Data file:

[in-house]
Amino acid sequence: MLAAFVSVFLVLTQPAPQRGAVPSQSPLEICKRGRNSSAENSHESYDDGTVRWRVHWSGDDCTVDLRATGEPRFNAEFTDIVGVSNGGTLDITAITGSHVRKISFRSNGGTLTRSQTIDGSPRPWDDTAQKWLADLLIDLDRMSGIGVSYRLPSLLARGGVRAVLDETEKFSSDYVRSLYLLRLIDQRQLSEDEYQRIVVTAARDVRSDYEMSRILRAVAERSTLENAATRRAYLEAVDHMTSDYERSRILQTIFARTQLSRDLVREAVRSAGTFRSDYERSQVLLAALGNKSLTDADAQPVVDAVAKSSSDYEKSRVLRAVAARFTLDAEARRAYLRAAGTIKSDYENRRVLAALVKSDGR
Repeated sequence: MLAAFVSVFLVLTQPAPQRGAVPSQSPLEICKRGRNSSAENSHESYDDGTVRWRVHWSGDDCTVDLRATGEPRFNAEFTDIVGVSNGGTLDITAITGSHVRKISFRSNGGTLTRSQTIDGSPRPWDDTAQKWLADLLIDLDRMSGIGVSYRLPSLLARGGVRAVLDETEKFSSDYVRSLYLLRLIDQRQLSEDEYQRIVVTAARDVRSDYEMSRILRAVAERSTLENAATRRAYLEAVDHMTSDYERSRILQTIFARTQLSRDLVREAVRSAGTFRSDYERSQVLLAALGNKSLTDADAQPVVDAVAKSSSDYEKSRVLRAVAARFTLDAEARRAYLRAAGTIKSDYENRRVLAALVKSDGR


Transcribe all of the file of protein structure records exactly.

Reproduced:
[in-house]
Amino acid sequence: MLAAFVSVFLVLTQPAPQRGAVPSQSPLEICKRGRNSSAENSHESYDDGTVRWRVHWSGDDCTVDLRATGEPRFNAEFTDIVGVSNGGTLDITAITGSHVRKISFRSNGGTLTRSQTIDGSPRPWDDTAQKWLADLLIDLDRMSGIGVSYRLPSLLARGGVRAVLDETEKFSSDYVRSLYLLRLIDQRQLSEDEYQRIVVTAARDVRSDYEMSRILRAVAERSTLENAATRRAYLEAVDHMTSDYERSRILQTIFARTQLSRDLVREAVRSAGTFRSDYERSQVLLAALGNKSLTDADAQPVVDAVAKSSSDYEKSRVLRAVAARFTLDAEARRAYLRAAGTIKSDYENRRVLAALVKSDGR
Repeated sequence: MLAAFVSVFLVLTQPAPQRGAVPSQSPLEICKRGRNSSAENSHESYDDGTVRWRVHWSGDDCTVDLRATGEPRFNAEFTDIVGVSNGGTLDITAITGSHVRKISFRSNGGTLTRSQTIDGSPRPWDDTAQKWLADLLIDLDRMSGIGVSYRLPSLLARGGVRAVLDETEKFSSDYVRSLYLLRLIDQRQLSEDEYQRIVVTAARDVRSDYEMSRILRAVAERSTLENAATRRAYLEAVDHMTSDYERSRILQTIFARTQLSRDLVREAVRSAGTFRSDYERSQVLLAALGNKSLTDADAQPVVDAVAKSSSDYEKSRVLRAVAARFTLDAEARRAYLRAAGTIKSDYENRRVLAALVKSDGR